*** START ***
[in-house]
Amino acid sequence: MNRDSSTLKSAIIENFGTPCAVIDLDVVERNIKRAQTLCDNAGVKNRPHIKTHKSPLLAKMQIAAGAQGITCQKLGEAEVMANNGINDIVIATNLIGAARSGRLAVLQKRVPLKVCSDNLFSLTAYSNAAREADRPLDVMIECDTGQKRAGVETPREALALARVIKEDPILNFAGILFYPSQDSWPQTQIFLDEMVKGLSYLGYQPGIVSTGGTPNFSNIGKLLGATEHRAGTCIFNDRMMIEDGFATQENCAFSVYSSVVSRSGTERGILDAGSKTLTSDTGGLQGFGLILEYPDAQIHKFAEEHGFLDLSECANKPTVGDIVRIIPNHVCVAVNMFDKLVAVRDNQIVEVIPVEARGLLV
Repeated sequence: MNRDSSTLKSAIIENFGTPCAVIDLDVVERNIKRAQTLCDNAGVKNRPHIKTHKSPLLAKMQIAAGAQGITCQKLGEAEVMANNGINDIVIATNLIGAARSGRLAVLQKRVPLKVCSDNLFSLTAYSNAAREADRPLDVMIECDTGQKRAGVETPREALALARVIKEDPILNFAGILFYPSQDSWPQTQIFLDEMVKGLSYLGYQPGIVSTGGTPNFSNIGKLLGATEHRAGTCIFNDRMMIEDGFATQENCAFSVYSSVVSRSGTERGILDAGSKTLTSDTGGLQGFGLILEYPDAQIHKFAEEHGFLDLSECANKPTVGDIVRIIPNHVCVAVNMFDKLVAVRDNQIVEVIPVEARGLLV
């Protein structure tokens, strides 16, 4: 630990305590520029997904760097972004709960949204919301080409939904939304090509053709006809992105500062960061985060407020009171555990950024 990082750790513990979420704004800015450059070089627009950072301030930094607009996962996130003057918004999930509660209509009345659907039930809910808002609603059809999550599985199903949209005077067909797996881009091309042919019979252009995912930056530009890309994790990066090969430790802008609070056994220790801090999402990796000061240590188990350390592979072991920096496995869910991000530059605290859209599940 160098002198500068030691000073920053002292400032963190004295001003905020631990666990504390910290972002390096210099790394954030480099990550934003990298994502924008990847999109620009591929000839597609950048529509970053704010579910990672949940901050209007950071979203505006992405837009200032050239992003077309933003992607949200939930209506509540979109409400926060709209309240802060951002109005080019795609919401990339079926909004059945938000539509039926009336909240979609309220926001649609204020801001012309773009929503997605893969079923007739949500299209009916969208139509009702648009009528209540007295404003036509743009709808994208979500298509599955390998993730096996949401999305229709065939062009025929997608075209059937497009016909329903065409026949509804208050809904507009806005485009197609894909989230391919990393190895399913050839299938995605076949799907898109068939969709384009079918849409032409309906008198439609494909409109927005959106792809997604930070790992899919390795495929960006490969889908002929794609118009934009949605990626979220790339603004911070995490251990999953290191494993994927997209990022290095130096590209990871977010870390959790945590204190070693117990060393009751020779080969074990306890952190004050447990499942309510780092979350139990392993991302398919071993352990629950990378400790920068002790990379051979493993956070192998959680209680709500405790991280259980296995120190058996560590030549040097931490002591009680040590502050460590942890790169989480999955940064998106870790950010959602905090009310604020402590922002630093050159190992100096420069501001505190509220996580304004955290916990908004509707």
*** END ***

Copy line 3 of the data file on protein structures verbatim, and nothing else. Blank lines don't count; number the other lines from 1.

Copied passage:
Repeated sequence: MNRDSSTLKSAIIENFGTPCAVIDLDVVERNIKRAQTLCDNAGVKNRPHIKTHKSPLLAKMQIAAGAQGITCQKLGEAEVMANNGINDIVIATNLIGAARSGRLAVLQKRVPLKVCSDNLFSLTAYSNAAREADRPLDVMIECDTGQKRAGVETPREALALARVIKEDPILNFAGILFYPSQDSWPQTQIFLDEMVKGLSYLGYQPGIVSTGGTPNFSNIGKLLGATEHRAGTCIFNDRMMIEDGFATQENCAFSVYSSVVSRSGTERGILDAGSKTLTSDTGGLQGFGLILEYPDAQIHKFAEEHGFLDLSECANKPTVGDIVRIIPNHVCVAVNMFDKLVAVRDNQIVEVIPVEARGLLV